Skip to main content
Log in

A partially randomized field experiment on the effect of an acoustic gunshot detection system on police incident reports

  • Published:
Journal of Experimental Criminology Aims and scope Submit manuscript

Abstract

Objectives

To examine whether the introduction of an acoustic gunshot detection system (AGDS) allied to CCTV cameras increased the frequency of confirmed incidents of shots fired by bringing to notice gunfire events in public places that were not reported by the public.

Methods

In a partially block-randomized experimental design, 17 acoustic sensors were co-located with CCTV cameras in a balanced design that matched the sensor camera sites with equivalent control locations. Gunshot-related incidents within 900 ft of both intervention and control sites for 8 months pre- and post-intervention were examined with multilevel negative binomial regression models.

Results

After implementation of the AGDS, gunshot incidents increased by 259%; however, there was no significant increase in the number of confirmed shootings.

Conclusions

The AGDS did not significantly affect the number of confirmed shootings, but it did increase the workload of police attending incidents for which no evidence of a shooting was found. While awaiting technological improvements and considering the operational goals, police departments may wish to reconsider the current operational plan and objective of an AGDS.

This is a preview of subscription content, log in via an institution to check access.

Access this article

Subscribe and save

Springer+ Basic
EUR 32.99 /Month
  • Get 10 units per month
  • Download Article/Chapter or Ebook
  • 1 Unit = 1 Article or 1 Chapter
  • Cancel anytime
Subscribe now

Buy Now

Price excludes VAT (USA)
Tax calculation will be finalised during checkout.

Instant access to the full article PDF.

Fig. 1

Similar content being viewed by others

Notes

  1. While the preliminary data capture for purposes of the cluster analysis was a distance of 800 ft, for the actual implementation, the effective range of the acoustic sensors was subsequently expanded by 100 ft on the advice of technical specialists familiar with the AGDS.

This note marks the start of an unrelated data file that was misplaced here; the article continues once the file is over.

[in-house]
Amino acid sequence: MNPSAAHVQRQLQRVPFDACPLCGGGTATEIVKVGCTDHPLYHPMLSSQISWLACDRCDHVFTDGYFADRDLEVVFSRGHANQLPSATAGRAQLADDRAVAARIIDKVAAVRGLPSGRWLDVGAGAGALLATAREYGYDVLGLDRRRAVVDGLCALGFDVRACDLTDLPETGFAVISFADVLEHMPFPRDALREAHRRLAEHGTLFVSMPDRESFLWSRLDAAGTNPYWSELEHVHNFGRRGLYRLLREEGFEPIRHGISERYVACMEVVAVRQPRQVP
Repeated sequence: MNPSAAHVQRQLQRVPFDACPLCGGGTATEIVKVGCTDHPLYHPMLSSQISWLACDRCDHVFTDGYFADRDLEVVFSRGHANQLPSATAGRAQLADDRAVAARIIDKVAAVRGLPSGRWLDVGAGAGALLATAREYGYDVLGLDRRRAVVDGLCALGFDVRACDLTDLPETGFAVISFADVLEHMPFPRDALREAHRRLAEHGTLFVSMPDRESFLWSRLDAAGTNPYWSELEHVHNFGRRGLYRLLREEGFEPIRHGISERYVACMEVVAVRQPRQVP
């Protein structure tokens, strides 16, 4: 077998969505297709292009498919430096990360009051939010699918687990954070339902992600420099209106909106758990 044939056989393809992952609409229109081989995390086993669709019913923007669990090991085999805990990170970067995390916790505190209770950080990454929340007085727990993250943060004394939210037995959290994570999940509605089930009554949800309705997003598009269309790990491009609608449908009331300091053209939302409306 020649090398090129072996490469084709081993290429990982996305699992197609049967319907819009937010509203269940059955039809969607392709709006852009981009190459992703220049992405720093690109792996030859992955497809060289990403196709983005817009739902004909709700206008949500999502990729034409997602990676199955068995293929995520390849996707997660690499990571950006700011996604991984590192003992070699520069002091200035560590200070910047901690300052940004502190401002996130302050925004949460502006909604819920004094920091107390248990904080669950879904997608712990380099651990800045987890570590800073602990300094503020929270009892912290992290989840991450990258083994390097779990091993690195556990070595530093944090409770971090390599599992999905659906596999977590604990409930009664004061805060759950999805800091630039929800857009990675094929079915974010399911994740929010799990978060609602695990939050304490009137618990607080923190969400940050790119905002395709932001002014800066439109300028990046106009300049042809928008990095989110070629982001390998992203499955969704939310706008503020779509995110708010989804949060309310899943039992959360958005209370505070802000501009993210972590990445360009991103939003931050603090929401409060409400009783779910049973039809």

2. A likelihood ratio test did not explicitly favor the multilevel model over a single level negative binomial model for the “incidents” outcome; however, because the multilevel negative binomial model was shown to be a significant improvement for the “founded” model (LR test \( {\overline{\chi}}^2=4.52,P=0.017 \)), it is used here for consistency. There were no substantial differences in outcomes between the models.

  3. Dent is not associated with the system and his source for this comment is unclear; however, he does quote Mike Vidro, the public safety special projects manager for the police department, who was integral to the introduction of the AGDS sensors and who kindly liaised at length with the authors for this project.

References

  • Ashby, M. P. J. (2017). The value of CCTV surveillance cameras as an investigative tool: an empirical analysis. European Journal on Criminal Policy and Research, 23(3), 441–459.

    Article  Google Scholar 

  • CSG Analysis (2011). ShotSpotter Gunshot Location System Efficacy Study. 43: CSG Analysis.

  • Dent, M. (2016). Philly police have used secret gunshot detection tech since January. https://billypenn.com/2016/06/16/philly-police-have-used-secret-gunshot-detection-tech-since-january/ (accessed 29 August 2018). 'BillyPenn'; Philadelphia, PA: SpiritedMedia.

  • Deželak, F., Čurović, L., & Čudina, M. (2016). Determination of the sound energy level of a gunshot and its applications in room acoustics. Applied Acoustics, 105, 99–109.

    Article  Google Scholar 

  • Djeddou, M., & Touhami, T. (2013). Classification and modeling of acoustic gunshot signatures. Arabian Journal for Science & Engineering (Springer Science & Business Media B.V. ), 38(12), 3399–3406.

    Google Scholar 

  • Farrington, D. P., Gottfredson, D. C., Sherman, L. W. & Welsh, B. C. (2002). The Maryland Scientific Methods Scale. In L. W. Sherman, D. Farrington, B. Welsh & D. L. MacKenzie (Ed.). Evidence-Based Crime Prevention. New York: Routledge (pp. 13–21).

    Google Scholar 

  • George, J., & Kaplan, L. M. (2016). A finite point process approach to multi-target localization using transient measurements. Information Fusion, 32, 62–74.

    Article  Google Scholar